Despite a total lack of bites and a cool north wind there is still a certain appeal to the beach at night as the tide floods in and the fresh sea air is inhaled. Stars decorate the night sky as dark clouds clear away. The angler absorbs all of this whilst contemplating what swims beneath the dark waters into which the line extends.
As the tide pushes further up the beach its rapidity seems to gain pace requiring frequent retreating and recasting. With five minutes to go before the end of the match I am not too disappointed to reel in dismantle my tackle and set off for the weigh in.
Club Secretary Nick Phillips was ready and waiting when I arrived back at the car park, a table of prizes donated by Sakuma and Ammodytes laid out in readiness. The fishing has been really hard going with just three fish caught.
The result: –
1st – Matt Druce – small-eyed ray 4lb ¾oz
2nd – Mike Squires – small-eyed ray – 3lb 9oz
3rd – Andrew Smith – bass of 2lb 9¾oz
Next year is the clubs thirtieth Putsborough competition at least that is what Nick our club secretary tells me. Let’s hope that next year the weather will be kinder.
Catches from this classic surf beach vary considerably with good catches of ray possible along with the inevitable dogfish. Large conger have been landed from the beach along with bass, tope, blonde ray and codling.
The Combe Martin Club promotes catch and release in its members only competitions. Encouraging its members to release fish not required for eating and capturing the memory on film with fellow members witnessing the careful weighing of fish. The club no longer practices bag weight competitions except when on a fixed venue where fish can be weighed and released. Where possible specimen competitions are conducted with the fish weighed and witnessed. It is still possible to meet up at the end of the day and chat over a pint. What’s the point of carrying unwanted fish to the scales?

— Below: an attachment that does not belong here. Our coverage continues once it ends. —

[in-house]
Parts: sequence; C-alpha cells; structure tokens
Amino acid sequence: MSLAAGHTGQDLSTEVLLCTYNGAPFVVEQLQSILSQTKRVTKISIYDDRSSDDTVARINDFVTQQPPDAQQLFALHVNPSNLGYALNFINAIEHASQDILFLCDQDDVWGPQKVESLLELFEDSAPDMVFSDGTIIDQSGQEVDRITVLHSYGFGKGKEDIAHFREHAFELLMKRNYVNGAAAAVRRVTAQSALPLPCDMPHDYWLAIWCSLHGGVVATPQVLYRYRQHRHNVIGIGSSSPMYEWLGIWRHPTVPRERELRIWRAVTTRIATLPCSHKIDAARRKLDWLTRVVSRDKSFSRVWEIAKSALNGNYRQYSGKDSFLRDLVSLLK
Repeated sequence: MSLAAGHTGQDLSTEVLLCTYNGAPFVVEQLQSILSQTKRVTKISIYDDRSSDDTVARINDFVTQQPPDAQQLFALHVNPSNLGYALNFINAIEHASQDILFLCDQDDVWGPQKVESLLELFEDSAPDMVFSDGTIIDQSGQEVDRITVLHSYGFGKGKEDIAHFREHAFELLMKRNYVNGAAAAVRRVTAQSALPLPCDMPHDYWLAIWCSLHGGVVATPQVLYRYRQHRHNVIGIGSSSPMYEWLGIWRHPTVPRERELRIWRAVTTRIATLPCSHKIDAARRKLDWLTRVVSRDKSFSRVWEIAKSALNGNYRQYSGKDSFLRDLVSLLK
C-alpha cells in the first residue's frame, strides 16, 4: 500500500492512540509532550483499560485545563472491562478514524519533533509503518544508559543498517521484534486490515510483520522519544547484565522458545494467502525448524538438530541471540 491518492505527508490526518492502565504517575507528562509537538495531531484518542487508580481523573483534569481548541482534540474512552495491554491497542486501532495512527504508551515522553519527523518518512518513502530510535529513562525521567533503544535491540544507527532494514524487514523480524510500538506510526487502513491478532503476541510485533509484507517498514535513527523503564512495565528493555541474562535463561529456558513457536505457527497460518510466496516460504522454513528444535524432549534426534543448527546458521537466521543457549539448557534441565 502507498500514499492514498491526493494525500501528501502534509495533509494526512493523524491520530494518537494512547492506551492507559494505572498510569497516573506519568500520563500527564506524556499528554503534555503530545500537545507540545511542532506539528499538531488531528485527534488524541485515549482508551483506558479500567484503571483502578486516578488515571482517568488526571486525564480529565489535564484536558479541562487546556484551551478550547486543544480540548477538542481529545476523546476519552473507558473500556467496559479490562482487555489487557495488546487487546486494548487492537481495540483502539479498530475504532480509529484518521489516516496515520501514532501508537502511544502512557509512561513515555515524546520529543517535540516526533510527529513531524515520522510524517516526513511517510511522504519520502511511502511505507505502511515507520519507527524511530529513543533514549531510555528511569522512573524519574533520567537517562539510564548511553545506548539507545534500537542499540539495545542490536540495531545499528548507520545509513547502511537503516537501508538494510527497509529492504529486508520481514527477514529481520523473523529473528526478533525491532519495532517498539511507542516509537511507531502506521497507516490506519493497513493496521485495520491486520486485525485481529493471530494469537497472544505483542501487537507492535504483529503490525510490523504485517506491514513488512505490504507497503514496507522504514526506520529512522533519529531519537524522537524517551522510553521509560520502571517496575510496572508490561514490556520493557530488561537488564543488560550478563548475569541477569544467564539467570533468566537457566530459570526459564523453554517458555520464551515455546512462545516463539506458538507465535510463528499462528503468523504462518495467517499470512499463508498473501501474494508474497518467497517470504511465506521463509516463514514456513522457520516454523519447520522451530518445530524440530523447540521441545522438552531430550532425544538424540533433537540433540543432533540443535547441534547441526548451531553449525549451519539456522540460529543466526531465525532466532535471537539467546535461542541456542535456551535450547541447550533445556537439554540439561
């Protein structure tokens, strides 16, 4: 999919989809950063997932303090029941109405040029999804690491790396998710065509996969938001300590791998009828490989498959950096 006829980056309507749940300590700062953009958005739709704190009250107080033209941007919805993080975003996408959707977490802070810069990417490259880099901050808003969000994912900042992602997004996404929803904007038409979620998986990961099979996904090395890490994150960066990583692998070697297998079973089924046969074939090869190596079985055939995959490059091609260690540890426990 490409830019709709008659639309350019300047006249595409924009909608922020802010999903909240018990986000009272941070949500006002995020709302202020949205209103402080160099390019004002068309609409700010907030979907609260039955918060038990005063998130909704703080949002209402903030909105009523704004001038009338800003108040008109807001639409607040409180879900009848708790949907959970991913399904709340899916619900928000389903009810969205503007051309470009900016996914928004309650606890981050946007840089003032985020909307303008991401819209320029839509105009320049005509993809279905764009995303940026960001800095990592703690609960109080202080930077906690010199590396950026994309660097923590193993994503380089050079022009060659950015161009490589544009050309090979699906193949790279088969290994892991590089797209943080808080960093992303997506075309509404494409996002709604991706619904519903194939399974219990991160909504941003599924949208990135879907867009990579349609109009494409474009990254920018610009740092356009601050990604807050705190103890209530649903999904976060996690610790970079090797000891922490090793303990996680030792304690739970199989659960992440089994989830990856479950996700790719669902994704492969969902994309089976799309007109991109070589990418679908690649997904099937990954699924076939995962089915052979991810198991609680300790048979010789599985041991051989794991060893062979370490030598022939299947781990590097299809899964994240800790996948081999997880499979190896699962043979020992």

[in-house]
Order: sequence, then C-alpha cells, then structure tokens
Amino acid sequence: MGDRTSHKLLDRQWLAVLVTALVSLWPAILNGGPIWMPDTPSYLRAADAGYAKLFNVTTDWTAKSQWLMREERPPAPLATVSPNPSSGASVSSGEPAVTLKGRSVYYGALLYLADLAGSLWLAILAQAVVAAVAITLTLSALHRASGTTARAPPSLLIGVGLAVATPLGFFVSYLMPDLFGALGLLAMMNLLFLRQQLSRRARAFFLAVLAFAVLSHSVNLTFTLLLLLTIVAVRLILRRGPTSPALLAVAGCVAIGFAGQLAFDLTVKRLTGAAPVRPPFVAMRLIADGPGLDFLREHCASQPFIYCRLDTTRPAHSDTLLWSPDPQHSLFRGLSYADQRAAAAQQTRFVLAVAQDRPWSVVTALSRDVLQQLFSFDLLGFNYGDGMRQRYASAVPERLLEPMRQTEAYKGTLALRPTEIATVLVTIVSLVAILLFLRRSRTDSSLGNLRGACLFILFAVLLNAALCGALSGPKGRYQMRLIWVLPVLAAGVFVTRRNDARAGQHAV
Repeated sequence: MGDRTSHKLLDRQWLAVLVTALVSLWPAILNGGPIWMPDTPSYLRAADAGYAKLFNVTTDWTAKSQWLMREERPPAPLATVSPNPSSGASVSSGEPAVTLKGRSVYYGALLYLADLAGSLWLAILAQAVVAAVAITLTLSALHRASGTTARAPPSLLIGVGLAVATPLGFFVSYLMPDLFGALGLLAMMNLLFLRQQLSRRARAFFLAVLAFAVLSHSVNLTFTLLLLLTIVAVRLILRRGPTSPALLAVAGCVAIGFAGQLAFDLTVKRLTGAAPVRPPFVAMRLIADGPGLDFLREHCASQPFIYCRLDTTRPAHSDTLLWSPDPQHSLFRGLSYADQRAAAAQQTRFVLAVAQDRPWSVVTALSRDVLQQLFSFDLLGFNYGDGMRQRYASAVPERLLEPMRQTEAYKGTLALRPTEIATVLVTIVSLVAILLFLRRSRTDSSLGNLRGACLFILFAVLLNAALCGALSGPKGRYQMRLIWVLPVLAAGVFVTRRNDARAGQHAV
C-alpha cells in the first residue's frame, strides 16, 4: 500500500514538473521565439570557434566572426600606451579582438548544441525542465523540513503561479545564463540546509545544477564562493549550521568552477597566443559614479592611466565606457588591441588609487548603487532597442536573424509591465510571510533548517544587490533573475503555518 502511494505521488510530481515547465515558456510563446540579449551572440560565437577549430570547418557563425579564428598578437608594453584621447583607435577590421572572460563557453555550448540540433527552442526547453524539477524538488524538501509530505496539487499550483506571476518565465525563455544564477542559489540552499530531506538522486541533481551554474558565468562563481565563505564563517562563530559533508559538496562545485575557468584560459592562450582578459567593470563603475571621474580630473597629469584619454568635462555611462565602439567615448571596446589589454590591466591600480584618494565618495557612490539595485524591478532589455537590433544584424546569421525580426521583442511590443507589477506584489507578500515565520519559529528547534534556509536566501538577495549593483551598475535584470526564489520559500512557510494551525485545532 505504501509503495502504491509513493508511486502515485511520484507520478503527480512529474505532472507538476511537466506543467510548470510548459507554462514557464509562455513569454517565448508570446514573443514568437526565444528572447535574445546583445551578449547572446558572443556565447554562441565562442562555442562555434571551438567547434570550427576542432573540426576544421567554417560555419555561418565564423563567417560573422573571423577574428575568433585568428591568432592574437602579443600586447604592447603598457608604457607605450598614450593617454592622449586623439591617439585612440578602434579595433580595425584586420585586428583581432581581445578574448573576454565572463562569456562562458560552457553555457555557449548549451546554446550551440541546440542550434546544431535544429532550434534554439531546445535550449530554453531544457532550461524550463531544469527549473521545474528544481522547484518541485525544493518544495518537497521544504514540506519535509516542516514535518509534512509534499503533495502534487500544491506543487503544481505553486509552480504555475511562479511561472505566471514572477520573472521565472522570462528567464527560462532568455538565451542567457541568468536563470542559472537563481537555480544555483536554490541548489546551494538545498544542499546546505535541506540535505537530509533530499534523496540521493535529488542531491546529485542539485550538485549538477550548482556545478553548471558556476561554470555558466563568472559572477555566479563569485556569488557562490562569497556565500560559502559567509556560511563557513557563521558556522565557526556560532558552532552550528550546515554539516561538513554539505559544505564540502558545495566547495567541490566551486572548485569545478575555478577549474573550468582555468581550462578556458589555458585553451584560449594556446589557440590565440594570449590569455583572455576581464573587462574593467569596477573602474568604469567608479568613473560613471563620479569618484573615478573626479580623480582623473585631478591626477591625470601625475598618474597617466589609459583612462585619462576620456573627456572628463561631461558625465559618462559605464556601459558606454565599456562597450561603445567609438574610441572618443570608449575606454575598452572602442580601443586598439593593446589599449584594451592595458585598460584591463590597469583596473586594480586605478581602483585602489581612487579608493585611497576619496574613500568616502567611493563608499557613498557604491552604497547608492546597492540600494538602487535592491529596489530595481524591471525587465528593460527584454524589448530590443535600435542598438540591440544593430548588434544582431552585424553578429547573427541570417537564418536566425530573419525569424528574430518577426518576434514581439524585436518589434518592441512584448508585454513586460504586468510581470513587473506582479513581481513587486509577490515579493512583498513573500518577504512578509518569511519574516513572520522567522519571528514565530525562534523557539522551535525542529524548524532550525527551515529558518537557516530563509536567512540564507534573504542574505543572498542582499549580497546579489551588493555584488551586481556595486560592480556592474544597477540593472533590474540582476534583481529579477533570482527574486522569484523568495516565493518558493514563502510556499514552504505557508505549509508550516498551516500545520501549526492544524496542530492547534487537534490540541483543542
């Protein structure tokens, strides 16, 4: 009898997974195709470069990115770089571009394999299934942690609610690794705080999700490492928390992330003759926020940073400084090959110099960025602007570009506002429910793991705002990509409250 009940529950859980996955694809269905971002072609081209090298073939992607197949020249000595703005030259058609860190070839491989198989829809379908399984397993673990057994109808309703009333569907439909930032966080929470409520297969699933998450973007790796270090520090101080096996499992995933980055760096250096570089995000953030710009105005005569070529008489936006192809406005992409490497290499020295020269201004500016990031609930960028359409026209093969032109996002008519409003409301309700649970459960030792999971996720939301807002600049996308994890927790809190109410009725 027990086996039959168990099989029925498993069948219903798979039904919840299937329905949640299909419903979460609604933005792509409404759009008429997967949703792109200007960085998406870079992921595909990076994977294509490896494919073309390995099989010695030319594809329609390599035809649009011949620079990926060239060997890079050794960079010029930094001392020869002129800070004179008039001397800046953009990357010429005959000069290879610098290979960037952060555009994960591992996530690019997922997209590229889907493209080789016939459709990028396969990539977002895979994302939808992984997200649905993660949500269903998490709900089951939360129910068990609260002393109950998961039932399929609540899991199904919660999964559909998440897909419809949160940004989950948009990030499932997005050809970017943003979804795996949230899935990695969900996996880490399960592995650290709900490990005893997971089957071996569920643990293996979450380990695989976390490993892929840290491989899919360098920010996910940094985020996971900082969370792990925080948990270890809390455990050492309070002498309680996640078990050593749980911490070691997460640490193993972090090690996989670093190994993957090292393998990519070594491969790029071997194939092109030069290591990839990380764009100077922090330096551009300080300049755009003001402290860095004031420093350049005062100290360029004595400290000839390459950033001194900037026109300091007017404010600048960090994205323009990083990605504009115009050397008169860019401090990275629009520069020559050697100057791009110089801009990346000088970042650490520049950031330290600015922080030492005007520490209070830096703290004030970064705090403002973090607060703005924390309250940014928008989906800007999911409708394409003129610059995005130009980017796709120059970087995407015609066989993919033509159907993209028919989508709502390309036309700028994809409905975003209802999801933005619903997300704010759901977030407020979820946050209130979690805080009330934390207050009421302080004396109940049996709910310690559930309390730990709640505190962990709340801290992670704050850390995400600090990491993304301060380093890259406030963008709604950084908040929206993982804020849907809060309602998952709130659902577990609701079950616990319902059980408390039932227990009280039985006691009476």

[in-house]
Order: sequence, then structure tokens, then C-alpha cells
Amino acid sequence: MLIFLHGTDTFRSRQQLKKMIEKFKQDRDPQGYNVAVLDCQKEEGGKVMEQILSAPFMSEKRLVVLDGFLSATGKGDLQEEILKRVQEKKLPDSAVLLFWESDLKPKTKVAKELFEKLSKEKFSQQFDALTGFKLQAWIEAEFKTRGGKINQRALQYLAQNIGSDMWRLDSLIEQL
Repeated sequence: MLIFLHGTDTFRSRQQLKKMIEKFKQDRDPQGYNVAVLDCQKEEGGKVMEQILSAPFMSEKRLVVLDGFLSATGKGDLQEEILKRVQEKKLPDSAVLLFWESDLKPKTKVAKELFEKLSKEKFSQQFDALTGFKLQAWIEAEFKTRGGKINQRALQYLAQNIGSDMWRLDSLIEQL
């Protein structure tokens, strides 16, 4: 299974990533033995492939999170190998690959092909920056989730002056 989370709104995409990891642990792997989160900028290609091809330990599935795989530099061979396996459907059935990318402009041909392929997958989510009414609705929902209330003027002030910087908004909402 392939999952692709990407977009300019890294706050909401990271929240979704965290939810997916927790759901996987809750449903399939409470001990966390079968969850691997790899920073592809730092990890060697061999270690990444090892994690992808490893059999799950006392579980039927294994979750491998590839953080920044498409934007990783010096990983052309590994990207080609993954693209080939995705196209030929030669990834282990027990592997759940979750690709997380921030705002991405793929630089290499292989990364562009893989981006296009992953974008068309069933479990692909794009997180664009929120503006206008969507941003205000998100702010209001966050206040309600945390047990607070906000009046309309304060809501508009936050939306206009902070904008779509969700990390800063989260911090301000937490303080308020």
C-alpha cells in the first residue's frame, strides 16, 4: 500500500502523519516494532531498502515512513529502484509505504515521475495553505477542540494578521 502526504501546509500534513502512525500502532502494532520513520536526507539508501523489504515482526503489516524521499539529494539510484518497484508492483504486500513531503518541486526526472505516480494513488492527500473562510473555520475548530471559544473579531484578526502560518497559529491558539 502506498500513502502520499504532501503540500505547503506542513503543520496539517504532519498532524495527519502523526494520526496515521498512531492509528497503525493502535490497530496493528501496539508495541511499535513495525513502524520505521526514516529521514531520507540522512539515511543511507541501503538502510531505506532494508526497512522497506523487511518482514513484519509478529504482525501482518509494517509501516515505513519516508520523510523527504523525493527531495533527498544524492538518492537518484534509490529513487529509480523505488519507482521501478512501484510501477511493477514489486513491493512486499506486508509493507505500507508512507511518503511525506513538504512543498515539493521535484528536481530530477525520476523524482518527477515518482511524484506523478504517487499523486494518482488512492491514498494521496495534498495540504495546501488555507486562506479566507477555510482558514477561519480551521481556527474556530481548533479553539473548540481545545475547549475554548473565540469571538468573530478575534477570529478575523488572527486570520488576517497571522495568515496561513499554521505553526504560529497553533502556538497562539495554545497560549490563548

TACKLE AND TACTICS
Pulley rigs are widely used by many anglers whilst a standard paternoster will work just as well. I opt to use a pulley rig with a body of 100lb b.s mono combined with a hook length of 80lb b.s mono. A breakaway lead will anchor the rig to the seabed. Bait is sandeel impaled on a 5/0 Sakuma Manta long-shank hook. Mainline is 20lb b.s Berkely Big Game loaded onto Diawa SHV 20 and SHV 30 multipliers. The tactic I tend to employ is to utilise the higher line capacity of the 30 size reel to walk back up the beach on the flood tide leaving the bait a couple of hundred yards off the shoreline. The other rod will be fished conventionally at standard casting range.
Even summer nights can be cold so always be prepared with adequate layers. Chest waders are a must. Fleece type jogging bottoms are ideal with long length thermal socks comfortable within. Wear a cotton tee shirt, thermal inner fleece and warm hoodie with a waterproof jacket or wading jacket to keep out the wind. A beanie style hat will keep the head warm and enables a headlight to be comfortably worn.
Further information on CMSAC can be obtained at www.cmsac.co.uk